12. Koh Tao and the magical Koh Nang Yuan: Without a doubt, this is one of the most beautiful islands I visited anywhere in Thailand. It is home to the whitest, sandy beaches and the bluest water you can imagine. Not only is a great place to relax and really chill, it is an excellent snorkelling and diving location, and a very popular place to get your scuba certificate. The best beach is called Shark Bay, and you’ll need a boat taxi to get there. The sand is the whitest I have ever seen and if you are lucky you will see baby sharks in the surf! Take a day trip over to Koh Nang Yuan, which is a very short boat trip away and closes at 5:00pm as it is a nature park. It’s secluded, beautiful and peaceful, and the views from the top of the hill are stunning to say the least.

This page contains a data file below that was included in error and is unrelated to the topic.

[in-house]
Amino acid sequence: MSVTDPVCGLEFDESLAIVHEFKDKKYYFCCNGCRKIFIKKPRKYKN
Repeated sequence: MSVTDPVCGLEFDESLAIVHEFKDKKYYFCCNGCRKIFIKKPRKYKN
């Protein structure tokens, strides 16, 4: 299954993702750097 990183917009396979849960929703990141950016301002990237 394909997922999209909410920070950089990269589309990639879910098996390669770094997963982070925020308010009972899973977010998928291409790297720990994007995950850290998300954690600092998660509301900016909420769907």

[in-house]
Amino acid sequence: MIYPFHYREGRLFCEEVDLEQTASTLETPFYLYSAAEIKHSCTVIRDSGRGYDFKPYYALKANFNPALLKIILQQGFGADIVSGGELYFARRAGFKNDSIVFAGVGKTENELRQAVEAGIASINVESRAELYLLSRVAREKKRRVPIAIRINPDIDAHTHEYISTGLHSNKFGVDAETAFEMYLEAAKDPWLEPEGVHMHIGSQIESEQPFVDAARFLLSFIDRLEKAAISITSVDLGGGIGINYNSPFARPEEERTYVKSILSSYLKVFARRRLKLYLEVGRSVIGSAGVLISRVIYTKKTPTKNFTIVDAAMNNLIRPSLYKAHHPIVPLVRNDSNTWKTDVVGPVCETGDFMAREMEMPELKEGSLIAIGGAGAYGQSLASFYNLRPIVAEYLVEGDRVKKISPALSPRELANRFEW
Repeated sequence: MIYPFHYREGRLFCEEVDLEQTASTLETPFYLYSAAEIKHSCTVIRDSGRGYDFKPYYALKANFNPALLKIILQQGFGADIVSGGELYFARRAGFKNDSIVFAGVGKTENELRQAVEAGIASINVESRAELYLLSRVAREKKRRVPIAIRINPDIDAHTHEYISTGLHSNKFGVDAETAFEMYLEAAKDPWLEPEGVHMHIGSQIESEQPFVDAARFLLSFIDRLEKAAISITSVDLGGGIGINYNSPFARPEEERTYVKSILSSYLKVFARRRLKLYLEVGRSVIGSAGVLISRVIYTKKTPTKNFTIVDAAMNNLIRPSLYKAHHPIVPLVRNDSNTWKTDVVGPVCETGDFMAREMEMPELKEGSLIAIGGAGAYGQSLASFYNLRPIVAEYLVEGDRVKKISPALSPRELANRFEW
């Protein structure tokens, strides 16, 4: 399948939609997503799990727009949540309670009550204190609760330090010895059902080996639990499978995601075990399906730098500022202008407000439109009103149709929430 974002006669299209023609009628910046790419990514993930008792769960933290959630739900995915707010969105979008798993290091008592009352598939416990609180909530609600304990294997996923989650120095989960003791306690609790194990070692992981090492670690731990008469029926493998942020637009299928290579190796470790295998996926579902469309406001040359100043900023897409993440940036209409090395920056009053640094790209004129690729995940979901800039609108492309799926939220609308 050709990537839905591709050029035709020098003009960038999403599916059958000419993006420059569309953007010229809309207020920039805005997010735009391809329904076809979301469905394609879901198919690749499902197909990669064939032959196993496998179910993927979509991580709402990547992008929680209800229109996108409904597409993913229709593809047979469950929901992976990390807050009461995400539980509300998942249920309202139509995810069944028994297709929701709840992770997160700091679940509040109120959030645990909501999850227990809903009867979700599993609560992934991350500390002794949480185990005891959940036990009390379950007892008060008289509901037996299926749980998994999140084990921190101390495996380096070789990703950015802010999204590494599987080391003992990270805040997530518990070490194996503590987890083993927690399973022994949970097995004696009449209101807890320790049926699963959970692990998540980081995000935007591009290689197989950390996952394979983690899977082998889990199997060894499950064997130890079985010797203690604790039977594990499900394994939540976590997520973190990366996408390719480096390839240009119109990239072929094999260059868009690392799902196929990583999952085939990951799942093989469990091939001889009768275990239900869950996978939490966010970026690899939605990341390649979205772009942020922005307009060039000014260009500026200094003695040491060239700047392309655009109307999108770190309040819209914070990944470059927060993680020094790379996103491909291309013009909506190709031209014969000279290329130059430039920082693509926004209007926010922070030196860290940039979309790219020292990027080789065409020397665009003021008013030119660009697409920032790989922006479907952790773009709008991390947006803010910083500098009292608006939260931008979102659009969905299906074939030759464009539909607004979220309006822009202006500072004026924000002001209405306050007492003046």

13. Full Moon Party, Koh Phangan: Another one of Thailand’s most famous tourist attractions is the full moon party on Koh Phangan. The whole beach is turned into a massive party with neon body paint, drinks sold by the buckets and a chance to go down the fire water slide, fire skip rope and see the fire shows! It only costs 100 baht to get in, and the drinks are cheap! It’s not for everyone for sure, but if a wild night out is your thing, this is definitely not something to miss!